|Publication number||US7343914 B2|
|Application number||US 10/236,155|
|Publication date||18 Mar 2008|
|Filing date||6 Sep 2002|
|Priority date||6 Sep 2001|
|Also published as||CA2459867A1, CA2459867C, CN1551788A, CN100374171C, CN101239212A, DE60236011D1, EP1446172A2, EP1446172A4, EP1446172B1, US20030041859, US20080228099, WO2003022332A2, WO2003022332A3, WO2003022332B1|
|Publication number||10236155, 236155, US 7343914 B2, US 7343914B2, US-B2-7343914, US7343914 B2, US7343914B2|
|Inventors||Andrew L. Abrams, Anand V. Gumaste|
|Original Assignee||Microdose Technologies, Inc.|
|Export Citation||BiBTeX, EndNote, RefMan|
|Patent Citations (56), Referenced by (7), Classifications (11), Legal Events (3)|
|External Links: USPTO, USPTO Assignment, Espacenet|
This Application claims priority from U.S. Provisional Application Ser. No. 60/317,706 filed Sep. 6, 2001.
The present invention relates generally to the field of inhalation devices, and more specifically, to a mouthpiece adaptor and patient feedback for an inhaler. The invention has particular utility as a mouthpiece adaptor and patient feedback for inhalation devices such as dry powder inhalers (“DPIs”) for facilitating use of same by pediatric, geriatric and compromised patients, and will be described in connection with such utility, although other utilities are contemplated such as for use with metered dose inhalers (“MDIs”) and nebulizers.
Metered dose inhalers (MDIs) depend on delivery technique to deliver the proper amount of medication to the lungs. A properly delivered MDI medication depends on dexterity, coordination, timing, and practice. This can be a real problem when the patient is young, has coordination problems, or especially irritable airways.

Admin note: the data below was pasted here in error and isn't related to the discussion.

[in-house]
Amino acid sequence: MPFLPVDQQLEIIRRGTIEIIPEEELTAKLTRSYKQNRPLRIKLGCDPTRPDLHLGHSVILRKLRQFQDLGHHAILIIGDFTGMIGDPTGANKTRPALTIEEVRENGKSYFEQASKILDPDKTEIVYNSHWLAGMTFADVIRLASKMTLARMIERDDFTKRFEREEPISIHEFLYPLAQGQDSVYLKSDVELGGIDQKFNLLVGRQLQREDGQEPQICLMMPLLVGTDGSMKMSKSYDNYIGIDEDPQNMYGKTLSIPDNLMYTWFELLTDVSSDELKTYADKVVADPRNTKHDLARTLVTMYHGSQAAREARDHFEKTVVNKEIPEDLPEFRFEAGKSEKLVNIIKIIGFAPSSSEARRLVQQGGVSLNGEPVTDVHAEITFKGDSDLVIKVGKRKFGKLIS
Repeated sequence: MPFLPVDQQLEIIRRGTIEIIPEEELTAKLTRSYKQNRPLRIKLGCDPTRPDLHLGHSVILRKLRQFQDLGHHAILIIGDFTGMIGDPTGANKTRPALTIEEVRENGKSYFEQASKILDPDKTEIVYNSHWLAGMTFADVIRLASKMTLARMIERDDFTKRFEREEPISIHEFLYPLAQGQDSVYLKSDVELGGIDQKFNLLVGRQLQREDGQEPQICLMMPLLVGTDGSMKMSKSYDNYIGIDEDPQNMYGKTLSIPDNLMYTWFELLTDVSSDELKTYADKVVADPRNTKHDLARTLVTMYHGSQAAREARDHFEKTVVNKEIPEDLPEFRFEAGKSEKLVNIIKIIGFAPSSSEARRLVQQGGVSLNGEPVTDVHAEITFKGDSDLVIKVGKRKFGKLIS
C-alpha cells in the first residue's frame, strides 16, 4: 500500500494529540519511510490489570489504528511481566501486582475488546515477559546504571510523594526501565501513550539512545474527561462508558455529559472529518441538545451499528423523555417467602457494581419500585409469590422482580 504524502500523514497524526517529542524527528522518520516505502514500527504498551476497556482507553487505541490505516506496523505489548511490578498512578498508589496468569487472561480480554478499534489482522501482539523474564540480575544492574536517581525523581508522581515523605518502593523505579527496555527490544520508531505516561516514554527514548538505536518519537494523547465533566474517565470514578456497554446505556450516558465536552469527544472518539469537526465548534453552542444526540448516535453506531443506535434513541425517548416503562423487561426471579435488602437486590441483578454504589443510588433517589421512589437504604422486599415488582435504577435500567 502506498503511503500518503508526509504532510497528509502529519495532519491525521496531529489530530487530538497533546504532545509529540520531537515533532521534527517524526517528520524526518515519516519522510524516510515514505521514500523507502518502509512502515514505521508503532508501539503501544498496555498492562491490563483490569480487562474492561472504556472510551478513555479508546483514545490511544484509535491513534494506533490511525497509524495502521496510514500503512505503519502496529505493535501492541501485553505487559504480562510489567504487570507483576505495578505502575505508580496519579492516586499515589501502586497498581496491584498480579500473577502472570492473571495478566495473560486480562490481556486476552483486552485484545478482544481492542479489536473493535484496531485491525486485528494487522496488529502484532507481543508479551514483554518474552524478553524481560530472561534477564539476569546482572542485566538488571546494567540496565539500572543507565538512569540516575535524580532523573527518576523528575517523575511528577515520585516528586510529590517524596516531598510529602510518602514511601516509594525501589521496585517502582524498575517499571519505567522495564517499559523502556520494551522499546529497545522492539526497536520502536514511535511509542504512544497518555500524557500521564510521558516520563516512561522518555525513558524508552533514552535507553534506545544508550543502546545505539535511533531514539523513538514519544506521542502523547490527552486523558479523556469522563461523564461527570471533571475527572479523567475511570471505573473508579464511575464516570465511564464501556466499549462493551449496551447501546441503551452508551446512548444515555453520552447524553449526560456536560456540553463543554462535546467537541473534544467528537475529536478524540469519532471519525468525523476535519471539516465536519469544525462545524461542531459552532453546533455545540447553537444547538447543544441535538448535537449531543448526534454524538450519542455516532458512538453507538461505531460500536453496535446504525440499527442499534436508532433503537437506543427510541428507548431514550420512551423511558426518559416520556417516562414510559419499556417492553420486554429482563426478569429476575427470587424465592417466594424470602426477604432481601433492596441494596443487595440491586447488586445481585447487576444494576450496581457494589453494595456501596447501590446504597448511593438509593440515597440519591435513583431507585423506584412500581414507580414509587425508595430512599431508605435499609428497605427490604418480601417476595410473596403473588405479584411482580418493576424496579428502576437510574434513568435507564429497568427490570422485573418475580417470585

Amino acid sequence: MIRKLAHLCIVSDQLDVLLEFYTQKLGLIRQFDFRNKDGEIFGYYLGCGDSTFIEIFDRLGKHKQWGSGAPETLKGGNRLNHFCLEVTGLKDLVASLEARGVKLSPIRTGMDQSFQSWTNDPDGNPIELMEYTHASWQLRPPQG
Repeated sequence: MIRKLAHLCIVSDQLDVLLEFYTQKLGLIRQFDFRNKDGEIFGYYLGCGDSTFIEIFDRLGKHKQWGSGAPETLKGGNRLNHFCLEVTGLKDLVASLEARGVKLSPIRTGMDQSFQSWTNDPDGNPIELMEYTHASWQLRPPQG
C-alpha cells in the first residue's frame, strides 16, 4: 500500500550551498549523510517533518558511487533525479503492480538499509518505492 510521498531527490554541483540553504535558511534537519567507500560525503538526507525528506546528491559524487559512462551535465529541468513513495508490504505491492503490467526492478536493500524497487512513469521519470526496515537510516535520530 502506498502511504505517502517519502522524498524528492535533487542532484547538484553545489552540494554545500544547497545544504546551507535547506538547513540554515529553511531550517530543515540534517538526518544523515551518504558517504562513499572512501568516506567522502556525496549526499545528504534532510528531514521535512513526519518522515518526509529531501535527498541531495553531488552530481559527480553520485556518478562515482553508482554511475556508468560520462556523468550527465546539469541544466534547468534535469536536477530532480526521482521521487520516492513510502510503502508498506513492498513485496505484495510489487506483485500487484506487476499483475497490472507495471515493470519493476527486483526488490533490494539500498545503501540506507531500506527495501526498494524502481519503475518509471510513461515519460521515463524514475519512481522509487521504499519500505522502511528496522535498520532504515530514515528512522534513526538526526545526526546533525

An alternative to MDIs are dry powder inhaler devices (DPIs), which are activated by the patient's inspiratory effort, so that coordination is not a problem, although inhalation technique is still important. The drug is aerosolized by the airflow through a DPI created by the patient inhaling. DPI devices are easy to use and are thus suitable for most ages. Newer multidose types of powder devices have electronics which include dose counters, which enable patients to check whether or not they have taken a dose and warns them when the inhaler is running out of doses by showing them exactly how many doses remain. U.S. Pat. No. 6,142,146 to Abrams et al. discloses this type of device. However, dry powder inhalers require patients to inspire reasonably rapidly to inhale the dry powder, so these devices are not suitable for younger children and infants. Further, even if young children and infants could conform to the protocol for using the device, current devices have mouthpieces which are too cumbersome for these patients.
When dealing with bronchial diseases among children and infants, it is difficult to make the patient properly inhale the therapeutic substances necessary for treatment. When asthma makes its debut among infants and young children, typically at 8 months to 2.5 years, it is especially difficult to make a child or infant inhale the prescribed medical substances in the proper way. Children and infants have limited lung capacity and the force of a child's or infant's breath during inhalation (inhalation flow) is thus limited. This is even more apparent when the child or infant is suffering from asthma or other bronchial diseases. Parents also desire that the devices used for inhalation be as flexible as possible, as it is difficult to position the inhaler in a way that will allow proper inhalation by an infant.